[Rd] Reference Classes: Accessing methods via [[...]], bug?

John Chambers jmc at r-project.org
Wed May 4 18:17:35 CEST 2011

On 5/3/11 2:39 PM, Hadley Wickham wrote:
>> Part of the motivation for the reference classes was to bring a general OOP
>> view to R.  One can start from some essential concepts of objects and their
>> properties, inheritance and class definition, as have evolved over a very
>> long time.
>> Next, there is a fundamental choice of paradigm between "encapsulated" OOP
>> as the rest of the world knows it, and "functional" OOP as practiced by S
>> and R, and a few other languages.  While the two paradigms are quite
>> different, there is no need to view them as opposed.  They provide different
>> advantages and tend to suit different goals--very roughly, functional object
>> creation and reproducible results versus persistent objects whose properties
>> one would like to have evolve over time using their encapsulated methods.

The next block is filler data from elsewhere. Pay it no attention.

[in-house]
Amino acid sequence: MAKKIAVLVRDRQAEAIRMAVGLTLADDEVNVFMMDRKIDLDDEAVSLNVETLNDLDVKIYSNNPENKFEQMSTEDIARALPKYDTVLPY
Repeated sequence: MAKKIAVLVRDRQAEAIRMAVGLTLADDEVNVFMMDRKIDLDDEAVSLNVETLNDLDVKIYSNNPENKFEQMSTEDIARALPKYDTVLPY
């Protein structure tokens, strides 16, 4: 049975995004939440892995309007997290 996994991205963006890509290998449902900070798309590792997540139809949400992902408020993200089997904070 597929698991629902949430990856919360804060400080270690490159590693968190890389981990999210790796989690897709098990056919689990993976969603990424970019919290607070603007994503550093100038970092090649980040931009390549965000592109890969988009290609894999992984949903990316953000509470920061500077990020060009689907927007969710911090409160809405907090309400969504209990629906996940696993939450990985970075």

> My biggest worry with the introduction of reference classes is that
> many people will just stick to the style of OOP that they're familiar
> with, and not bother to learn the strengths of the generic function
> approach.

Well, that says that presenting the choices well is important.  Agreed.

But the alternative is (and has been) for people from the "other" OOP 
background to hack something using the functional S4/S3 paradigm and 
then complain when it doesn't behave as expected. Not really preferable.

>> As these remarks may suggest, I'm trying to write up this perspective in
>> some detail.  To be continued ....
> Are you familiar with "Concepts, Techniques, and Models of Computer
> Programming" by van Roy and Haridi?  That's what really helped me to
> understand the strengths and weaknesses of the various styles of
> programming.

Thanks, I wasn't.  Yes, interesting similar distinction between 
functional and "type" decomposition.  An important associated aspect for 
us is the distinction between reference objects and "ordinary" R 
objects, not AFAICS conveyed by their more abstract treatment.

> Hadley

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